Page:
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The Purifiers

September 05, 2015

demoIn the Millennium of Purification, a group of Elves and Dwarves join forces to purge the world of the dark magicks they themselves once helped unleash. Is there a chance to make up for their sins of the past and restore order to the world? Find out in the serial fan fic: The Purifiers.

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May 05, 2015

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September 05, 2015

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Gnome Culture

Small, peace-loving, and easy-going, the Gnomes never had an entire empire of their own. While they had several Gnome kingdoms these simply bordered on much larger and grander empires of other races such as the Elves and the Dwarves. These kingdoms did not give Gnomes a sense of division or superiority, merely a place to call home. They still always associated closely with the other races, managing to fit into just about any community they enter. As a result Gnomes mostly adopted the cultures of the empires around them. Gnomes have traditionally preferred the ways of Elves and humans over the rougher cultures of their fellow subterranean races such as Dwarves or Kobolds.

Despite this method of adopting cultures around them it is not fair to say that Gnomes have no culture of their own. In fact, they have created several elements that are truly unique to their people. While both Elves and Dwarves have abandoned many of their old ways to adapt to life with humans, Gnomes on the other hand have held onto those unique customs. Of all the more "socially developed" races in the past, Gnome culture is perhaps the most alive in this day and age. Though, for a time, it seemed that it may not be the case.

During the Elf-Dwarf War the Gnomes, true to their beliefs, would not take sides. However, because of their way of always being on the borders of the greater empires, they could not avoid it. The longer the war went on the greater the devastation to their people. By the end of the war there were few in numbers still remaining. Though the Elves and Dwarves had ancient cities which survived the struggle, the Gnomes did not. All of their cities were in ruins and their people almost entirely eradicated; an estimated 80-90% of their population a casualty of someone else's war. Whether or not the Gnomes could recover from the great loss was questionable at the time.

After the war many Gnomes held great resentment and bitterness towards both races, blaming both for the tragedy. Attitudes of hate and revenge simply weren't in the Gnomes' nature, and these feelings threatened to destroy them as much as any war. Had Gnomes given into those feelings any remnants of their people and culture may have well been lost to the hands of time. Luckily their race managed to persevere, despite the losses and themselves. In time their friendly nature allowed most to forgive the races, though some (10%) still hold a grudge to this day.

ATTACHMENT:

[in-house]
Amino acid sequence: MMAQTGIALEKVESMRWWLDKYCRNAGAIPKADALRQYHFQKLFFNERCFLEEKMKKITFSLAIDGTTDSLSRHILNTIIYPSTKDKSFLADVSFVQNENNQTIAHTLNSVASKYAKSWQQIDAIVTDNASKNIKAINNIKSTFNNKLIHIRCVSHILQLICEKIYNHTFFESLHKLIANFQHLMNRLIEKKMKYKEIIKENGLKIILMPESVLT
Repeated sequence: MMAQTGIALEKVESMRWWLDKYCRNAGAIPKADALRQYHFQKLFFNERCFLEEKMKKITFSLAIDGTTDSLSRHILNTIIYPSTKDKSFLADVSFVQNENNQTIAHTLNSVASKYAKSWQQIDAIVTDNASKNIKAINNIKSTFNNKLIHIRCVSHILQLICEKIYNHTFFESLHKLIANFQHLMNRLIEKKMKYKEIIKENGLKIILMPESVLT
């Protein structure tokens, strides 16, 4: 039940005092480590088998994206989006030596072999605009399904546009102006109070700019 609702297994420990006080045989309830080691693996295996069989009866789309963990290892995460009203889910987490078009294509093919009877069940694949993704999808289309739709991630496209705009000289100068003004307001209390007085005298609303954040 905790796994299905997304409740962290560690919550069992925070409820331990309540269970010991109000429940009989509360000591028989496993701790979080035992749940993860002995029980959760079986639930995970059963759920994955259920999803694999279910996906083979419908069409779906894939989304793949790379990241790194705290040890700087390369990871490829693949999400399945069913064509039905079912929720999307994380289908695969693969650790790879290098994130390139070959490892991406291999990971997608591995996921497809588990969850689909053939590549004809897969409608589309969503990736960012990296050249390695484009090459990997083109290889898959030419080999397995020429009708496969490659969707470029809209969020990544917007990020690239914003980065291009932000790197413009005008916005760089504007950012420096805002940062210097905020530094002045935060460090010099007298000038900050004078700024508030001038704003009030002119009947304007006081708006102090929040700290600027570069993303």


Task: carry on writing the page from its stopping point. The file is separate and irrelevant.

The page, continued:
Like many other aspects of their culture the Gnomes do not have a unique language to their race. Instead, their native tongue is the Dwarven language. If an isolated Gnome community is found this is the language they will likely speak. However, they are a highly adaptable race and will normally adjust to the native tongue of whatever area they decide to call home. As a result it can be more common to hear a Gnome speaking in a dialect of human or Elven instead of Dwarven, as Gnomes will most commonly be found in those types of communities.

When Gnomes do speak Dwarven it is interesting to note they have a unique method of pronunciation. They are careful to accentuate key syllables in the word to help translation. Using these accentuations it makes it easier to separate the multiple words combined to form the single word. This makes it easier to understand and provides characters a +10% bonus to understand Dwarven (when it's spoken in this manner only). The bonus does not apply to any written forms or when responding to a Gnome, only when the Gnome speaks.

This method of speaking appears to be strictly limited to the Gnome race. Dwarves, Kobolds, and Troglodytes who also speak Dwarven natively seem incapable, or perhaps simply unwilling, to speak using the accentuations. Other races not listed above can attempt to use these Gnome accentuations, but do so with a -10% penalty. A failed roll means the wrong syllables were accentuated making it more confusing than normal and gives others a -20% penalty to understand. For this reason, few attempt to do so after realizing the difficulty.

Even though the other races do not use it themselves they have no problems with Gnomes using the accentuations. There are absolutely no complaints of it butchering the beauty of the language, Gnomes showing off, or anything else of a similar nature. It simply seems to be a variation of the language. However, it is something none of the races decide to make the topic of conversation. No answer as to why the other races won't or can't do the same will be given, even when asked directly.